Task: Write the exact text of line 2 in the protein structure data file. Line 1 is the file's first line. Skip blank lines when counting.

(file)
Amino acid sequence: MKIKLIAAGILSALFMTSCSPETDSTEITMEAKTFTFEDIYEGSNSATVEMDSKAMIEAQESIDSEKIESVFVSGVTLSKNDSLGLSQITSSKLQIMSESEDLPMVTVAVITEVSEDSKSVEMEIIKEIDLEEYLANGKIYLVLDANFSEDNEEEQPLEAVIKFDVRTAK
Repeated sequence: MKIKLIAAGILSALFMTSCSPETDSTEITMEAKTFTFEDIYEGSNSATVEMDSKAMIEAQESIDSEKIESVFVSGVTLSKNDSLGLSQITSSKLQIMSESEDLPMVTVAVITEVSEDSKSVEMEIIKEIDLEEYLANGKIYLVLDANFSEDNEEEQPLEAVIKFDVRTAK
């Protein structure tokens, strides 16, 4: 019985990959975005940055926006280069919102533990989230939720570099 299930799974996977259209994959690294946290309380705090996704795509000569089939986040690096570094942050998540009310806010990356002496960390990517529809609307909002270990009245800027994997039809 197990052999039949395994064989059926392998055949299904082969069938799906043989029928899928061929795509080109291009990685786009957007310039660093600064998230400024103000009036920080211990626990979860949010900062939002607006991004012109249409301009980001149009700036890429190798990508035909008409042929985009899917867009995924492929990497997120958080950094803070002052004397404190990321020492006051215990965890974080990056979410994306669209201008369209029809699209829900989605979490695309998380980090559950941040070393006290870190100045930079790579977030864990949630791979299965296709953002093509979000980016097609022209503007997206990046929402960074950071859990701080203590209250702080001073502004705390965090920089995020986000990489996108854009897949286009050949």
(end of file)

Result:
Repeated sequence: MKIKLIAAGILSALFMTSCSPETDSTEITMEAKTFTFEDIYEGSNSATVEMDSKAMIEAQESIDSEKIESVFVSGVTLSKNDSLGLSQITSSKLQIMSESEDLPMVTVAVITEVSEDSKSVEMEIIKEIDLEEYLANGKIYLVLDANFSEDNEEEQPLEAVIKFDVRTAK